Country AU, Phone: 0408 123 456 – no landline area code
Country NZ, Phone: +64 3 123456 – area code should be 03
Country NZ, Phone: 0423 456 121 – area code should be 04

They only want to default the area code for landlines, so if the store’s phone number happens to be a mobile phone number it should not do any defaulting.

Step 1: create a database function (in a database package, natch) to return the landline area code for any given store ID.

FUNCTION get_store_landline_area_code (p_store_id IN VARCHAR2) RETURN VARCHAR2 IS
  v_area_code VARCHAR2(2);
  v_country_code stores_vw.country_code%TYPE;
  v_telephone_number stores_vw.telephone_number%TYPE;
  IF p_store_code IS NOT NULL THEN


      SELECT country_code
      INTO   v_country_code
      FROM   stores_vw
      WHERE  store_id = p_store_id;

        := CASE
           -- Australian International land line
           WHEN p_country_code = 'AU'
           AND REGEXP_LIKE(p_telephone_number, '^\+61( ?)[2378]')
             --e.g. +61 8 9752 6100
             THEN '0' || SUBSTR(REPLACE(p_telephone_number,' '), 4, 1)
           -- Australian Local land line
           WHEN p_country_code = 'AU'
           AND REGEXP_LIKE(p_telephone_number, '^0[2378]')
             THEN SUBSTR(p_telephone_number, 1, 2)
           -- New Zealand International land line
           WHEN p_country_code = 'NZ'
           AND REGEXP_LIKE(p_telephone_number, '^\+64( ?)[34679]')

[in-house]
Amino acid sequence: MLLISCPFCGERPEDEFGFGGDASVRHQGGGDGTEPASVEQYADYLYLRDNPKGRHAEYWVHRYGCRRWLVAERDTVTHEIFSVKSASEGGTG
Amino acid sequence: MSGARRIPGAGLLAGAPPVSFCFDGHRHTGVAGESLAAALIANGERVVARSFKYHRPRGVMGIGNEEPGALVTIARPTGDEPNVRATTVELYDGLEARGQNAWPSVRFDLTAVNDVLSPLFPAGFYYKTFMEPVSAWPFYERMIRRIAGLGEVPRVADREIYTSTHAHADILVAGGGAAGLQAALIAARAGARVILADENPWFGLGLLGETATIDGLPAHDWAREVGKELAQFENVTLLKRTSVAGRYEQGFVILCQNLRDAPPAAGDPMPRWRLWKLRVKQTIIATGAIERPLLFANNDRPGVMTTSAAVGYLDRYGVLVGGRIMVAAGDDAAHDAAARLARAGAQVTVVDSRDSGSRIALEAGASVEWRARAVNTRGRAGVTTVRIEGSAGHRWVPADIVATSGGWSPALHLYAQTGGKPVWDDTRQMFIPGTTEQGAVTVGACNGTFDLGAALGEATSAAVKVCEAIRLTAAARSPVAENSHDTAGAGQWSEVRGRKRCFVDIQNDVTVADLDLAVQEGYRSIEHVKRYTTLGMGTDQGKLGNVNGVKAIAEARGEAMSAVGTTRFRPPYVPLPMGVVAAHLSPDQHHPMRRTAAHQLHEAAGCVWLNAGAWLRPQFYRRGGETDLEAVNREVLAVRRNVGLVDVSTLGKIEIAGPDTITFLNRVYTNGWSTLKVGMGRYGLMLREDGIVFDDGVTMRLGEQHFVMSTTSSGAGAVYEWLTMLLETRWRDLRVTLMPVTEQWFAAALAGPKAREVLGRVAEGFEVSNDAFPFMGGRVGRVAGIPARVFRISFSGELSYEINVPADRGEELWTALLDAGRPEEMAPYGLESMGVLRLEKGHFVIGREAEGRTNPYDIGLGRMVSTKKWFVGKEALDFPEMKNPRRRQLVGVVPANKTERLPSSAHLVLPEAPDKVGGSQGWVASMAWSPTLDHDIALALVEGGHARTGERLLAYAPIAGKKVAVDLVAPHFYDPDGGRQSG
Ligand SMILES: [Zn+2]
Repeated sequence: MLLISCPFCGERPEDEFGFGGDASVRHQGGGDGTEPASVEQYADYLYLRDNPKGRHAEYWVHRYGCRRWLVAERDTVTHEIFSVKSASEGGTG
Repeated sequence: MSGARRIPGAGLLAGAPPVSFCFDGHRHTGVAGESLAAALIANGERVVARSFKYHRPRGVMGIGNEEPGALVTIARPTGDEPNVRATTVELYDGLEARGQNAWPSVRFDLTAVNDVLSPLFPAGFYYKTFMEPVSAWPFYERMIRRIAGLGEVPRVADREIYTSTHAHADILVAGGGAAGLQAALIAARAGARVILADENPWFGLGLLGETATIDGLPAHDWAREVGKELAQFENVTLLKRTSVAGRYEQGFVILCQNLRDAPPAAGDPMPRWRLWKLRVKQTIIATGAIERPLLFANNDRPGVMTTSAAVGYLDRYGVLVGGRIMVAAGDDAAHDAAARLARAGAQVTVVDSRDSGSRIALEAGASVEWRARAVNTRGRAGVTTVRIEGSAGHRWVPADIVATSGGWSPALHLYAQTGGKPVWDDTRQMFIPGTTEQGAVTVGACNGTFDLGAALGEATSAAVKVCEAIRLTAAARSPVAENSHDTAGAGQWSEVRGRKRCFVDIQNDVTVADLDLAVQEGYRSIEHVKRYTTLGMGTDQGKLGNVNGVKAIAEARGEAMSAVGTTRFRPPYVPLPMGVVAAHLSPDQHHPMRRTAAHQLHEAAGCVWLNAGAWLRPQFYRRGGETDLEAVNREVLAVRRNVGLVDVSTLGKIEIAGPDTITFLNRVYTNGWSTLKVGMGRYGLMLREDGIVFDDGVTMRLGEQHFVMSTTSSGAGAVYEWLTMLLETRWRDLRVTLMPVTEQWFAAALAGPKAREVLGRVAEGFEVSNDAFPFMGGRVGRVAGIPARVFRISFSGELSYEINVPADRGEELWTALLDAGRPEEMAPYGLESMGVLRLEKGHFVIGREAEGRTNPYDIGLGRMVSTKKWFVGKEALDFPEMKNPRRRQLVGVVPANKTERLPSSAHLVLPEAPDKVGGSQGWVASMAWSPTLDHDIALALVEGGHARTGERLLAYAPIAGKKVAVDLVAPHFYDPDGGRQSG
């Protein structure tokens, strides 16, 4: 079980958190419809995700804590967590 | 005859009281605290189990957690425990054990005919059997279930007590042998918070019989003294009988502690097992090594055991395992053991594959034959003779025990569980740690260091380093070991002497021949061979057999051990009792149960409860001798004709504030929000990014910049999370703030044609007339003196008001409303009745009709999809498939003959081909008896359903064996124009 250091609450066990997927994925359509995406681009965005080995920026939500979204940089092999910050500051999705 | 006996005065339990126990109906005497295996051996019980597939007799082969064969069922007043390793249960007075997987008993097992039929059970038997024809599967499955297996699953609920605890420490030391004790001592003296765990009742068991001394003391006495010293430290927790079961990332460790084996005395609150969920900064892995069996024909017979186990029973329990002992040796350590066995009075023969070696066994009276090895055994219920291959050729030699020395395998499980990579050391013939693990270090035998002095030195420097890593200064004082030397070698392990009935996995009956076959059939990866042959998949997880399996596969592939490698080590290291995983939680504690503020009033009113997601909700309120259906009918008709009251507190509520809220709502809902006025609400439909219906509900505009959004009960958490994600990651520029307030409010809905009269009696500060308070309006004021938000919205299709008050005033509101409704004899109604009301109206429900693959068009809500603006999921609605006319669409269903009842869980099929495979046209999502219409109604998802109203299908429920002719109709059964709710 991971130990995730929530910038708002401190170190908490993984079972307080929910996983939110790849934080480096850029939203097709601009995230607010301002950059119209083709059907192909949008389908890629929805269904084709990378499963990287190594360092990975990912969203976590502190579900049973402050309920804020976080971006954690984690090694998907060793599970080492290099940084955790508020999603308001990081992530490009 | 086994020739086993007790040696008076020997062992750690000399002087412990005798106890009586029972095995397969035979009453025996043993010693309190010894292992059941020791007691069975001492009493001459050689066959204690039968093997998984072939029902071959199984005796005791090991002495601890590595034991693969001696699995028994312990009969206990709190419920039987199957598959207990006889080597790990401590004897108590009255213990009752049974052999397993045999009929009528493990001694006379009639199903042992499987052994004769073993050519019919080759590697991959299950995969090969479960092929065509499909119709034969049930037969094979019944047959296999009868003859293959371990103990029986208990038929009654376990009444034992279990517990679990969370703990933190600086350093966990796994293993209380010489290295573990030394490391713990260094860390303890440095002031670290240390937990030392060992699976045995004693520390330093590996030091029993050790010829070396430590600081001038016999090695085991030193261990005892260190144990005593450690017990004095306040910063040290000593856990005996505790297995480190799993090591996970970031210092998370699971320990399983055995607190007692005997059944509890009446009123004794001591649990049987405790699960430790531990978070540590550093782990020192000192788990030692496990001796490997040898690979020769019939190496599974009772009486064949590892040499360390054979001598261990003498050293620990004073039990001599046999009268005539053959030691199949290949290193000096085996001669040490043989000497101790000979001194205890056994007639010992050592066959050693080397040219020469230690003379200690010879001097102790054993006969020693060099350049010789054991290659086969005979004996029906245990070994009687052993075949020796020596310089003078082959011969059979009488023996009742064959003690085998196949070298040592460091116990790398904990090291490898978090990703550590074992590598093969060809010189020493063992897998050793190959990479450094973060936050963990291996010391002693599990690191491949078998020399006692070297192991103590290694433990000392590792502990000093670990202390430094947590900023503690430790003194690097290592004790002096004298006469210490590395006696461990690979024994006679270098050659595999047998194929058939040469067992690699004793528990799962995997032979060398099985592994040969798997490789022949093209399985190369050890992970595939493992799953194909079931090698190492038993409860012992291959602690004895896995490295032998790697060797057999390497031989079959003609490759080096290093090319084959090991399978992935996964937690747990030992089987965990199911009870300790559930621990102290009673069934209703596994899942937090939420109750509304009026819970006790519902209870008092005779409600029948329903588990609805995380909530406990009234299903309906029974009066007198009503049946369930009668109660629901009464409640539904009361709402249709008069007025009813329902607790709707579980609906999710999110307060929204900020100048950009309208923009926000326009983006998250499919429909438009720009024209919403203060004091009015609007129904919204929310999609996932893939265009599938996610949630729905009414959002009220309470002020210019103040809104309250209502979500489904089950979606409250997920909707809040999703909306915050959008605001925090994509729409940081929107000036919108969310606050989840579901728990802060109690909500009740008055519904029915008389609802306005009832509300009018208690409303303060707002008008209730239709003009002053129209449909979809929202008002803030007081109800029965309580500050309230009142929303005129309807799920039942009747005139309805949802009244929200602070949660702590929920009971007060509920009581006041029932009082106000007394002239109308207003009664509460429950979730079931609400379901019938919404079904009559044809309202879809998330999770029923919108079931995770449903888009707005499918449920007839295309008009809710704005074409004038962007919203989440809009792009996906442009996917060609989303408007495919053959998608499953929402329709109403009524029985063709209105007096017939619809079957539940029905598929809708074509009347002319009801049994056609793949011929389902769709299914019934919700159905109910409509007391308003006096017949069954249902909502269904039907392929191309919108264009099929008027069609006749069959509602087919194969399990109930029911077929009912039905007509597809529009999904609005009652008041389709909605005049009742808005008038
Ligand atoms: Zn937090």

-- e.g. +64 3 1234 567
             THEN '0' || SUBSTR(REPLACE(p_telephone_number,' '), 4, 1)
           -- New Zealand Local land line
           WHEN p_country_code = 'NZ'
           AND REGEXP_LIKE(p_telephone_number, '^0[34679]')
             THEN SUBSTR(p_telephone_number, 1, 2)


  RETURN v_area_code;
END get_store_landline_area_code;

Phone number references:

Step 2: add a Dynamic Action to prepend the area code to the phone number, if it wasn’t entered already:

Event: Change
Selection Type: Item(s)
Condition: Javascript expression
Value: $v("P1_CUSTOMER_PHONE_NUMBER").length > 0 && $v("P1_CUSTOMER_PHONE_NUMBER").charAt(0) != "0"
True Action: Set Value
Set Type: PL/SQL Expression
PL/SQL Expression: my_util_pkg.get_store_landline_area_code(:F_USER_STORE_ID) || :P1_CUSTOMER_PHONE_NUMBER

Now, when the user types in a local land line but forget the prefix, the system will automatically add it in as soon as they tab out of the field. If the phone number field is unchanged, or is left blank, this will do nothing.

It assumes that the customer’s phone number uses the same prefix as the store, which in most cases will be true. Ultimately the user will still need to check that the phone number is correct for the customer.